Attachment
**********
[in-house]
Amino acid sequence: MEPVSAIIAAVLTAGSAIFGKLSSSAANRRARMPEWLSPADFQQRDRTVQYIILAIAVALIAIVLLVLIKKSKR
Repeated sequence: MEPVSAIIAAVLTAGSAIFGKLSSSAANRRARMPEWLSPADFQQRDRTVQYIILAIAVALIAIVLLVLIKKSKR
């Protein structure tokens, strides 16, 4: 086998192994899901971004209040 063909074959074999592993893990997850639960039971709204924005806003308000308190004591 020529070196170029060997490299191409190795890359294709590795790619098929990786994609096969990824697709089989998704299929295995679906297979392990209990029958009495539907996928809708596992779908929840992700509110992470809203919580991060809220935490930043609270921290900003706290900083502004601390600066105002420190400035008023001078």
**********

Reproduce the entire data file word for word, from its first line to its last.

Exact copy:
[in-house]
Amino acid sequence: MEPVSAIIAAVLTAGSAIFGKLSSSAANRRARMPEWLSPADFQQRDRTVQYIILAIAVALIAIVLLVLIKKSKR
Repeated sequence: MEPVSAIIAAVLTAGSAIFGKLSSSAANRRARMPEWLSPADFQQRDRTVQYIILAIAVALIAIVLLVLIKKSKR
């Protein structure tokens, strides 16, 4: 086998192994899901971004209040 063909074959074999592993893990997850639960039971709204924005806003308000308190004591 020529070196170029060997490299191409190795890359294709590795790619098929990786994609096969990824697709089989998704299929295995679906297979392990209990029958009495539907996928809708596992779908929840992700509110992470809203919580991060809220935490930043609270921290900003706290900083502004601390600066105002420190400035008023001078």